Pros advice

Ryder Cup 2018 Player Ratings

Who shined and who should have stayed at home? Our friends at National Club Golfer gave their verdict:

Paul Casey (W1, L1, D1). Ten years we’ve been waiting for this. Many questioned whether he was even worth a place on the team, as it played out he chaperoned a rookie in Tyrrell Hatton with the best scoring in the fourballs and was then dispatched second in the singles. From where three-time major winner Brooks Koepka didn’t drop a shot and still couldn’t get a win over the Englishman. 7/10

Tommy Fleetwood (W4, L1, D0). Everything was so much in his favour – the course, his form, the Open champion as his partner, it was even the week of his son’s birthday – that you felt something had to give. Nothing did. Even by Fleetwood’s now exceptional standards this was spectacular. It would be harsh to say he ran out of steam on Sunday, more that fellow rookie Tony Finau was too good on the day. 9/10

Sergio Garcia (W3, L1, D0). The Spaniard got the most hammer when the picks were announced, now he’s Europe’s most successful ever Ryder Cupper. His finest moment came when, alongside Rory, he birdied 17 to close out a charging Finau and Koepka. The draw was kind to him in the singles, he edged the scoreboard further on with a well-deserved third point to cap a remarkable week. 8/10

Tyrrell Hatton (W1, L2, D0). Anyone would have played second fiddle to Casey in the fourballs and he had a baptism of fire against JT, Spieth and their betterball 61 but still Europe took them down the 18th. Got off the mark and was more involved in a brilliant 3&2 dismantling of DJ and Fowler. 6/10

Rory McIlroy (W2, L3, D0). McIlroy’s Ryder Cup began and ended in desperate fashion with a birdie-free fourball and then having the stinker of the final hole against Justin Thomas after some incredible play which went unrewarded. In between there was some magic with his old sparring partners Poulter and Garcia but the abiding memory is of shaking hands with Thomas by the drop zone on 18. 6/10

Francesco Molinari (W5, L0, D0). How on earth do you top winning the Open Championship? You do what no other European player has done and take all manner of major winners down, one after the other. To top it all off the record books will show that he deservedly secured the winning point. He had never won a Ryder Cup match before this. 10/10

Alex Noren (W2, L1, D0). The big question was whether we were going to get the thrusting Noren of Friday or the out-of-sorts Noren the following day in the singles? Thankfully we got the former and he won a great match with DeChambeau to bring the curtain down. On day one he and Garcia were exceptional, better than anyone, in the Friday whitewash. 8/10

Thorbjorn Olesen (W1, L1, D0). He he was ‘benched’ on Saturday after playing steadily enough with Rory on Friday. Unfortunately McIlroy was out of sorts and they were done for by the 16th. To re-emerge two days later and sink Jordan Spieth 5&4 with five birdies is almost unthinkable and came at the most timely moment. Brilliant. 7/10

Ian Poulter (W2, L2, D0). He got Rory going on Friday afternoon but then lost twice on Saturday with faltering partners on Saturday. But this is Poulter and this is the Ryder Cup and this is the singles where he has never lost. He might be 33 places below Dustin Johnson on the world rankings but why would that matter? For all the quality in this competition there’s not another player you would want to play the last with everything on the line. He bombed it past DJ, drilled it to six feet and the putt was conceded. Magic. 8/10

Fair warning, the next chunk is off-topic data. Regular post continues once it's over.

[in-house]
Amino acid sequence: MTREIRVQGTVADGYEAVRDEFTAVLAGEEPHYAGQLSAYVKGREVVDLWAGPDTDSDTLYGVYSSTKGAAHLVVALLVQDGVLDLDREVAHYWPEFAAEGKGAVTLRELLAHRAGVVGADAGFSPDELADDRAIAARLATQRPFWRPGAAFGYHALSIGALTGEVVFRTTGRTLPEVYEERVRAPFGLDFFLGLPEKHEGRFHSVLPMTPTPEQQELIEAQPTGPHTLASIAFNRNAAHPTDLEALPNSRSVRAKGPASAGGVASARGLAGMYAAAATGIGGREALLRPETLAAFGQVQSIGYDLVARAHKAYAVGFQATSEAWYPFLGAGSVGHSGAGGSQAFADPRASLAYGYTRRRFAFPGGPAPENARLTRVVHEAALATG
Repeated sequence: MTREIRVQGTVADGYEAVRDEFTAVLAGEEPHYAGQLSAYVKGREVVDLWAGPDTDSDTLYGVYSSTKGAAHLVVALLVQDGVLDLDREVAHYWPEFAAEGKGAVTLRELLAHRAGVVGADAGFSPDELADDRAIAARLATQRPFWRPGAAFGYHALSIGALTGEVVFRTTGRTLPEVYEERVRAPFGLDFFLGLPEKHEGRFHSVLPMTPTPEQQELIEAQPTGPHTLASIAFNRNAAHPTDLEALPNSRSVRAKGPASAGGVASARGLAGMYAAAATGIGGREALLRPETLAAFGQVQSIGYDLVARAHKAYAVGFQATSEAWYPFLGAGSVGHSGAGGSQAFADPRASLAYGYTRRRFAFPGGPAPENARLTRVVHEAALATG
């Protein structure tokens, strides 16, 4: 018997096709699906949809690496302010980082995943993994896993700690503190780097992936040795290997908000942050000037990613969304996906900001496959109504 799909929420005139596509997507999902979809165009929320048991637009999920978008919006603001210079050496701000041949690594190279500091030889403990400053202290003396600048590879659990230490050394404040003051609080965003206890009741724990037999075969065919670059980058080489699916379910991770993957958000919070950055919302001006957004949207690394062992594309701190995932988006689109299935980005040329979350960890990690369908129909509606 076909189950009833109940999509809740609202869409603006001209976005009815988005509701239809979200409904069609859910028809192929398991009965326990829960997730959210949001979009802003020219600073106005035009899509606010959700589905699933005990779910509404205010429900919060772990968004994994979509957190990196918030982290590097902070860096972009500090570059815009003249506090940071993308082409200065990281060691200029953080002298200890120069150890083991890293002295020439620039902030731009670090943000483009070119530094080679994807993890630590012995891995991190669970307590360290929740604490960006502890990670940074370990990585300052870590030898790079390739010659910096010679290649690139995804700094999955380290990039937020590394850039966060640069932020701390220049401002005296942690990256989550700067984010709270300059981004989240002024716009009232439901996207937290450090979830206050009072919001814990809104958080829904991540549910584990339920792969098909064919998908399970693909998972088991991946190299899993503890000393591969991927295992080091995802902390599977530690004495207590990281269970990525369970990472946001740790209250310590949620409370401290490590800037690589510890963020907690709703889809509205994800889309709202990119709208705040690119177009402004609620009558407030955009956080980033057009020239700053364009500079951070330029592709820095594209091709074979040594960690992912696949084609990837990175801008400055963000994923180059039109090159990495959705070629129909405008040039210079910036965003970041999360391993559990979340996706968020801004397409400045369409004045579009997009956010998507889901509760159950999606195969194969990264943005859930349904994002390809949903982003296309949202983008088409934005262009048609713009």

Jon Rahm (W1, L2, D0). Got unlucky on the first morning when Finau ricocheted his way to a birdie at 16, then played poorly with Poulter on Saturday. There was plenty of energy and positivity but no points. And then he faced Tiger in the singles and a more measured Rahm kept his nose ahead all day. Cue bear hugs, cue tears. 7/10

Justin Rose (W2, L2, D0). After all that went on at East Lake and recent weeks in the States the concern was how much Rose would have left in the tank? The answer was plenty; three times he led us off, twice he brought home the points. He looked a good bet against Webb Simpson but the underplayed American was rock-solid and saw him off at the 16th. 7/10

Henrik Stenson (W3, L0, D0). He might have played in one of the fourballs if it wasn’t for the brilliance of ‘Moliwood’, as it was we had to settle for two lead-off foursomes with his old mucker Rose, winning both. If anyone summed up the beauty of Bjorn’s plan it was Stenson. The singles, against Bubba, seemed a formality given how rested and dominant the Swede had been. He did him 5&4. 9/10

Thomas Bjorn. Let’s not forget how fancied the star-studded and spangled Americans were going into these matches and how, after all this time, they would win over here. Let’s not forget how his picks were questioned. Now let’s remember how he had the course set up and quite how calm and calculated Bjorn has been throughout his leadership. Whatever the situation he’s trusted himself, he had a plan and he both stuck to it and was fluid with it and, what really came across, is how his team bought into his captaincy. He was beautifully low key and deserves all the credit that’s on his way. 9/10

 

 


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